Obsessed with royal fashion? On July 4, an exhibition will open, showcasing some of the most iconic dresses of the last century.
The “Fashion Rules” exhibit presented by Kensington Palace includes gowns and outfits made famous by Queen Elizabeth II, the late Princess Margaret and Princess Diana – one of whose gowns is on loan from PEOPLE.
The princess’s blue Jacques Azagury dress was bought for $26,450 at the Christie’s of New York auction Diana held shortly before her tragic death in 1997.
With its “big shoulders, spangles and over-sized bow,” as show curator Cassie Davies-Strodder described it, the dress is very much a of the ’80s. Diana wore it on a visit to Florence, Italy, in 1985.
“It’s not the most elegant, but it stirs people’s nostalgia for the time,” Davies-Strodder tells PEOPLE. “And she looked so happy wearing it. We were looking for dresses that were typical of the time and ones she wore and clearly loved.”
Adds PEOPLE Managing Editor Larry Hackett: “PEOPLE was privileged to have Princess Diana grace our magazine’s cover a record-breaking 57 times, more than any other public figure. We are thrilled that her exquisite blue and black sparkling Jacques Azagury dress is included.”
Also on display are four others, including a glamorous red number from Bruce Oldfield, with whom she had a close working relationship. Diana wore it in Saudi Arabia, and Davies-Strodder says it was “ballsy and ’80s, but also modest with its long sleeves.”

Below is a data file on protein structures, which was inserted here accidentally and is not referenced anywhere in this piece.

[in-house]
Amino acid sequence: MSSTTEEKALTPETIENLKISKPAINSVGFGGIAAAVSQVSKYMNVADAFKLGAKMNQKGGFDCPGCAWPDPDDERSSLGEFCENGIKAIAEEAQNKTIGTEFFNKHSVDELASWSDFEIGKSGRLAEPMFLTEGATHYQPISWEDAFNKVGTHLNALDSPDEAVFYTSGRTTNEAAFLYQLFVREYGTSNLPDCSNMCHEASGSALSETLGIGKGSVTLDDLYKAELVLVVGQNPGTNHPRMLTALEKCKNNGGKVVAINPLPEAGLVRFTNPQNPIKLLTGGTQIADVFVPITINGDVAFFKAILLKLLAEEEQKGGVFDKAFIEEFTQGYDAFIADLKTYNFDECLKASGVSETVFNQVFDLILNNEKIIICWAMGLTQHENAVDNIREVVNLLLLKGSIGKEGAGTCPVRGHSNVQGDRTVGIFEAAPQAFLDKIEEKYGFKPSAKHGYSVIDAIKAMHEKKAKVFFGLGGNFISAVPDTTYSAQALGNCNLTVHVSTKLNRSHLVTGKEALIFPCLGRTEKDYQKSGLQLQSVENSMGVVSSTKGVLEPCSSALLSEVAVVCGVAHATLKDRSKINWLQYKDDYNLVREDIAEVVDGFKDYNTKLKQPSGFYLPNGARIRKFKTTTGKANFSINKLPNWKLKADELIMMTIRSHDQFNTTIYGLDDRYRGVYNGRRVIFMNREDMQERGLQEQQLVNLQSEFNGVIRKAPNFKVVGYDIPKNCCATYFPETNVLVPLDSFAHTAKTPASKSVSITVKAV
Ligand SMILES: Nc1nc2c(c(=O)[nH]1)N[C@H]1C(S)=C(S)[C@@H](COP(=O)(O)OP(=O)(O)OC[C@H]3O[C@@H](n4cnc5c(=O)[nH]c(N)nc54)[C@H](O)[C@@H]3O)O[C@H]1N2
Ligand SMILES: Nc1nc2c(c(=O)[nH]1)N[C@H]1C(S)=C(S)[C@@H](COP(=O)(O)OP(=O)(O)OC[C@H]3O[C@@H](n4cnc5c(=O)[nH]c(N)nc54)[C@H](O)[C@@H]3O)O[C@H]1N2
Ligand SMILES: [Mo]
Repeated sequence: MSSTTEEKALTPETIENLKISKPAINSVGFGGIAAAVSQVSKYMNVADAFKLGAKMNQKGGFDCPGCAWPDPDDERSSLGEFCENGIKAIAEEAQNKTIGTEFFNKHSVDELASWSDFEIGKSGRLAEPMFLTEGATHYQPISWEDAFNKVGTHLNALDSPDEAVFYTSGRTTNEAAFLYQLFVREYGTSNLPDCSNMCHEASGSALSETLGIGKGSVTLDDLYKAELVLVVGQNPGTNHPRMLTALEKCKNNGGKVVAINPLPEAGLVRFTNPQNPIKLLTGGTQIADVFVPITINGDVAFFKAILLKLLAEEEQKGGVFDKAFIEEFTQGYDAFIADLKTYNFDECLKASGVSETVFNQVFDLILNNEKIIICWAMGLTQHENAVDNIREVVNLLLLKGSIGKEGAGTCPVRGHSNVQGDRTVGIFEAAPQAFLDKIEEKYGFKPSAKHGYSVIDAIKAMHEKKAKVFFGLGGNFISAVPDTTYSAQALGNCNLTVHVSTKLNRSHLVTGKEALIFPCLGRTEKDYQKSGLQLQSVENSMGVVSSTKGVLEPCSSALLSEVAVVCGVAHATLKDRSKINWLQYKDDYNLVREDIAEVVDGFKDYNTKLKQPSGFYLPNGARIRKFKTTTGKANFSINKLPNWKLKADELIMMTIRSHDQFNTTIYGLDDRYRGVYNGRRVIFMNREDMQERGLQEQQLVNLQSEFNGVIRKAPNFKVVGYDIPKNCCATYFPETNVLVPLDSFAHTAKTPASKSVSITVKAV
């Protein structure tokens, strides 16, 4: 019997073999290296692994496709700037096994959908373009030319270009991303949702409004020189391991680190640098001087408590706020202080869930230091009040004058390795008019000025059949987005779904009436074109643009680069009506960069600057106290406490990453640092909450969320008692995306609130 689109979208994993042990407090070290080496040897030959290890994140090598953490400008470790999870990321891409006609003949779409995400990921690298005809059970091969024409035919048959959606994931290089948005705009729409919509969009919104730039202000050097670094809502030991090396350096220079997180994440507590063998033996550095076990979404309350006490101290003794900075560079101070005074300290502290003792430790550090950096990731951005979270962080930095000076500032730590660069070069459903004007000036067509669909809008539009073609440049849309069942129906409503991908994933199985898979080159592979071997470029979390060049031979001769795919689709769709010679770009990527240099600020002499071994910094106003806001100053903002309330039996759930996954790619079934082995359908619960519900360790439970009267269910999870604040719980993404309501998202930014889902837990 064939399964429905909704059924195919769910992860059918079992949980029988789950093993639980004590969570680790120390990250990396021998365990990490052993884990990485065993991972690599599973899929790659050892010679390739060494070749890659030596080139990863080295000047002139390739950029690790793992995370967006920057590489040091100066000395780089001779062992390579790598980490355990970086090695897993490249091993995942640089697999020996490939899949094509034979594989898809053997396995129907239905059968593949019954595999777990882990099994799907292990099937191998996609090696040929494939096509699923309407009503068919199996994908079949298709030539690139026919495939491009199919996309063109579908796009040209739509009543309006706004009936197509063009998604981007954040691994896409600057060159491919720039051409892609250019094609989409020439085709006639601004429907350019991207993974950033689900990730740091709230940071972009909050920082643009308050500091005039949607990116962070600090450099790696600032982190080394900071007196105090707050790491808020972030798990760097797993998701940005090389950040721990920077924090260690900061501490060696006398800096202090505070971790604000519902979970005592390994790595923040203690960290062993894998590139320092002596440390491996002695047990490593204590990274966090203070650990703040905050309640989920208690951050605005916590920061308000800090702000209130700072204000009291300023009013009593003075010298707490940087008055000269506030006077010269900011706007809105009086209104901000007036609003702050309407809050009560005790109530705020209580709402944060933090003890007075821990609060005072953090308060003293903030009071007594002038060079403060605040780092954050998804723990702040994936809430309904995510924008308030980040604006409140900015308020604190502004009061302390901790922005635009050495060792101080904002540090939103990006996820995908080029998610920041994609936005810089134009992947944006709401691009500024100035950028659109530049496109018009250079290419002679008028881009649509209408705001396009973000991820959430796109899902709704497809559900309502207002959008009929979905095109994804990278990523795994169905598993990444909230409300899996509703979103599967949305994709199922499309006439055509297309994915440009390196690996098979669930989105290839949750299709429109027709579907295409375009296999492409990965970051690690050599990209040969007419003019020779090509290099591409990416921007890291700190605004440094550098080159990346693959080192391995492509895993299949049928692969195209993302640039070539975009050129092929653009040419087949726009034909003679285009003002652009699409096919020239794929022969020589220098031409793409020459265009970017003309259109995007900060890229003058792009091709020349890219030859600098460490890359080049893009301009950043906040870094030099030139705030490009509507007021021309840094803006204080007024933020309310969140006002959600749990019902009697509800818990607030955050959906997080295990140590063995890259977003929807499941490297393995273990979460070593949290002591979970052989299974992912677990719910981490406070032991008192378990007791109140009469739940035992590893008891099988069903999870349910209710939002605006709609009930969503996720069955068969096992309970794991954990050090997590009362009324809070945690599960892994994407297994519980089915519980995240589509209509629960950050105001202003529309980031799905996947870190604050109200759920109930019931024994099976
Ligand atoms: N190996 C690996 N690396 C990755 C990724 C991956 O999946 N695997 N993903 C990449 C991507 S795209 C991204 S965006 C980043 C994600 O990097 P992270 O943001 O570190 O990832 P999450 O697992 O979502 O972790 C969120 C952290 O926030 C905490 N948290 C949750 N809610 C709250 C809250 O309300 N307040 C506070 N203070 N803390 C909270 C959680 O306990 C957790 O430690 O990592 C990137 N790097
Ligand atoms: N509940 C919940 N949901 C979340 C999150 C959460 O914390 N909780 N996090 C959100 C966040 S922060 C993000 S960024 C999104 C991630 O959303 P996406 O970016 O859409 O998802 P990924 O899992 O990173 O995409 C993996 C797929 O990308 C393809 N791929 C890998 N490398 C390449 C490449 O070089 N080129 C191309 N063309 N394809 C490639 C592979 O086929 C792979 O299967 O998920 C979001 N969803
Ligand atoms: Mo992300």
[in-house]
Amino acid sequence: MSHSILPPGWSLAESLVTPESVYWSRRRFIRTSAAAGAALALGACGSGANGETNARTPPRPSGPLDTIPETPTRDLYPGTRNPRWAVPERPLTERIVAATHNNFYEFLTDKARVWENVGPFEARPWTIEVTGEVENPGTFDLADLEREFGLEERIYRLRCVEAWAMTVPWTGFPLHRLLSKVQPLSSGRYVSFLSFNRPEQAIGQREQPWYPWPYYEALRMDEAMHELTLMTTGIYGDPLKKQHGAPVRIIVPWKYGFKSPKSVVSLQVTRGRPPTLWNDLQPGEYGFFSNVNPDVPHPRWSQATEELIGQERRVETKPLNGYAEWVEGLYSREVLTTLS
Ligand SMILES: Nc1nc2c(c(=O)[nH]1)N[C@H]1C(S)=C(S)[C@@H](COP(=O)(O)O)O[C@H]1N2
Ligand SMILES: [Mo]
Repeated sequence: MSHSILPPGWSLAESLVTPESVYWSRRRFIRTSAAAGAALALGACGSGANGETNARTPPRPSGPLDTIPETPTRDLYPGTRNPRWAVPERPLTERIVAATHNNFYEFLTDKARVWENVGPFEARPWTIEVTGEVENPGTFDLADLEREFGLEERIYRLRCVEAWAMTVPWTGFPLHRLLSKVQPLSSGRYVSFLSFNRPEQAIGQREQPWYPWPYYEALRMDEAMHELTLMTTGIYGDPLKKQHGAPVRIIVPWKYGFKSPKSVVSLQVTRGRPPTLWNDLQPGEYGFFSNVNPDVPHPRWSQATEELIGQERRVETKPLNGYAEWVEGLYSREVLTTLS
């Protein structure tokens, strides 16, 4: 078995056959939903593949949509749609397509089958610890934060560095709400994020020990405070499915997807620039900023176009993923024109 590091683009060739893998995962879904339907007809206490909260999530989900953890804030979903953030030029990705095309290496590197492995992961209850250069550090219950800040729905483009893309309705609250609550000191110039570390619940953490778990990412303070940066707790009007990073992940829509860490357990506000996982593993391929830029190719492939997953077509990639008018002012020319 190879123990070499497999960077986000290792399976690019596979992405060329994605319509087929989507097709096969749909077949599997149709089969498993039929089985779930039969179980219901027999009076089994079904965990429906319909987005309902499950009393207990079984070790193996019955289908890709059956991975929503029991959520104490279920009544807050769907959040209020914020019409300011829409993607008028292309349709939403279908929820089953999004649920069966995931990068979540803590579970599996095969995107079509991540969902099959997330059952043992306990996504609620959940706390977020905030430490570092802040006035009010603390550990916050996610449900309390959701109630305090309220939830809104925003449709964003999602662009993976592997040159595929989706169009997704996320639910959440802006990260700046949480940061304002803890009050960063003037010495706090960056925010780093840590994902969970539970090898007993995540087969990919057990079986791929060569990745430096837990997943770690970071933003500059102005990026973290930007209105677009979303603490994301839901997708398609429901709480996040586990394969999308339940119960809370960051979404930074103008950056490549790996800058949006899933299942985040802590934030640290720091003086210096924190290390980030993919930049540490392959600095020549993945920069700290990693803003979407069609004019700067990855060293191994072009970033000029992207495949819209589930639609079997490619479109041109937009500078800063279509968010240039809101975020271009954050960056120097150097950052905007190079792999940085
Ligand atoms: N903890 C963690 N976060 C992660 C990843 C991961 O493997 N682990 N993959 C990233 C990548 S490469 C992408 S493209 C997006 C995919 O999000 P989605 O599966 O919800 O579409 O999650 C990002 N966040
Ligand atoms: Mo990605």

Then there is a blue Murray Arbeid dress, which Diana wore several times, including for a 1986 dinner at Claridges for the president of Greece.
It seems royal recycling is not new. “People often report that Kate wears outfits multiple times, but the Queen did so too, and Diana did with dresses like this one,” says Davies-Strodder.
Before visitors to the exhibit reach the Diana room, they pass Princess Margaret’s dresses. Margaret, who died at 71 in 2002, was known for her flamboyance and having friends across the pop culture world of the ’60s and ’70s.
One of the dresses was worn when she gave an award to ABBA. There are also a short day dress by Marc Bohan for Dior and a fur coat by Bohan, who was known for dressing Brigitte Bardot and Elizabeth Taylor.
“Princess Margaret was very much part of the chic London set,” says Davies-Strodder. “It was very much ‘what she wears is news’ at the time.”
Most eye-catching is a wonderful kaftan-style dress and turban she wore for an exotic fancy dress party on the Caribbean island of Mustique.
The show begins with a display of the Queen’s outfits, mainly from the ’50s and ’60s by designers Norman Hartnell and Hardy Amies, showing off the fashionable hour-glass silhouettes. “The soft pale colors helped her stand out in a crowd, especially on black and white news footage of the time,” Davies-Strodder says. “She kind of shines in crowds.”
Missing from the exhibit: the outfits of the Duchess of Cambridge. “We felt it was too early and not the time to reflect on her style,” Davies-Strodder says. “And it’s not the time to ask her for things when she’s starting a family. But we hope discussions will happen in the future.”
Tickets – about $23 for adults, kids go free – are available at Hrp.org.uk.